Home for the Holidays

by robertcheong on December 23, 2009

teenscartoonHolidays seem to bring with them expectations, laughter, disappointments, lots of questions and discussions, feelings of still being a child, and memories of what was and, perhaps, longings for what never was.  As we look to visiting family, we may experience a mixture of responses in our souls-some good, some bad, some appropriate, and some inappropriate.

There are four common, but treacherous traps that we can fall into as we deal with the possible ambivalence rooted in our hearts associated with heading home for the holidays.  First, we can be lulled into complacency.  It is way too easy to take life for granted.  Don’t fall into the trap of thinking you have next year, even next month, to pursue relationships with family (cf. Jas. 4:13-17).  Accidents happen.  The occurrence of disease and death are unpredictable.   Second, we can get caught up in the “blame game.”  The bifocals of blame and bitterness can blind us all, especially when it involves family.  The perspective that our parents are to blame for all of our life’s struggles can bring about relational paralysis and opportunities to love are missed.  Third, we can get stuck in the pit of unforgiveness.  Hurts leads to hardened hearts.  We can convince ourselves that we can never forgive.  Interestingly, encounters with family members on their death-bed often lead to long overdue forgiveness, reconciliation, and changed hearts.  Fourth, we can be absorbed by self-focus.  Too often, we can focus on the themes of “What can they do for me?” or “Look what they did to me!” or “This is what they haven’t done for me!!”  It is way easy to forget that relationships are a two-way street.  Don’t let your complacency, hurt, unforgiveness, insecurities, or self-centeredness keep you from moving towards your parents with Christ-like love and forgiveness (cf. Eph. 4:31-5:2).

If you are dreading or avoiding being with your family this upcoming holiday season, take a few moments to ask yourself the following questions:  Are you setting yourself up for a life of regret?  “I thought I had more time . . .” or “If I only I could have told them that I love them.”  Are there opportunities for you to shift from a posture of blaming to one of focusing on how you have wronged your parents, especially through your disrespect and tendency to receive and not give?  Remember that God uses the messiness of relationships and circumstances to reveal our sinful hearts and to compel us to cling to the cross of Christ for His forgiving and sanctifying love.  Are you too hurt or too hardened to forgive a family member?  Just as we have been forgiven and reconciled with God the Father through Jesus Christ, so too must we forgive and be reconciled to others.  Remember the riveting words of Christ, “If you do not forgive others, then your Father will not forgive your transgressions” (Matt 6:14-15).  Are your thoughts more about your own agenda, rather than how you might obey, honor, and respect your parents (cf. Eph. 6:1-3) and love them like you love yourself (Matt. 22:39)?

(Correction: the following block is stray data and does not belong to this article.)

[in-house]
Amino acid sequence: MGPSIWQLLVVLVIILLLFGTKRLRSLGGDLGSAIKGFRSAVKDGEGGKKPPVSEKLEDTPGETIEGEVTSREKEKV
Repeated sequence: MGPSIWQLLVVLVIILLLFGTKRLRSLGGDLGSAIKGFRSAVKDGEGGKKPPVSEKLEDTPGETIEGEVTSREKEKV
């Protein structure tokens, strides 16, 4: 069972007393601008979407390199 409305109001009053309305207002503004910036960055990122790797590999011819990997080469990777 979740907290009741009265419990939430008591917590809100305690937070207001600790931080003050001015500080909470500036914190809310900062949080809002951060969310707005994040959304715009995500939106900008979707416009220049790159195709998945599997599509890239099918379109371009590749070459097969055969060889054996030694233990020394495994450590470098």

God desires for each of us to move towards our parents with the love of Christ-to be Christ to them as Christ gave Himself for those of us who are His children.  We are prone to forget that Christ-like love involves giving ourselves to others, regardless of the cost, so that they will come to see and experience the love of Christ (cf. Rom. 5:8).  We are all called to pursue peace as far as each of us are concerned (Rom. 12:14-21) and to be ambassadors of reconciliation (2 Cor. 5:17-21).  Remember, the gospel is powerful to transform not only you, but also your relationships, including your family relationships.  Remember you are no longer a child, but a child who has grown to be a man or woman of God.

I have had the privilege of seeing how God uses gospel-driven adult children as instruments of redemption to bring about God-glorifying changes in the hearts and lives of their parents.  The beauty of God’s redeeming love is that both parent and child will experience the Lord’s blessings when the faith of a son or daughter works through love (cf. Gal. 5:6).  So, step out in faith in your Savior, Jesus Christ, know that you will be enabled by the power of His Holy Spirit, and take time to be with your family during the holiday season.  Sit with them, laugh with them, learn about and from them, bless them, and love them such that God will be glorified and you will experience the redeeming grace of God.

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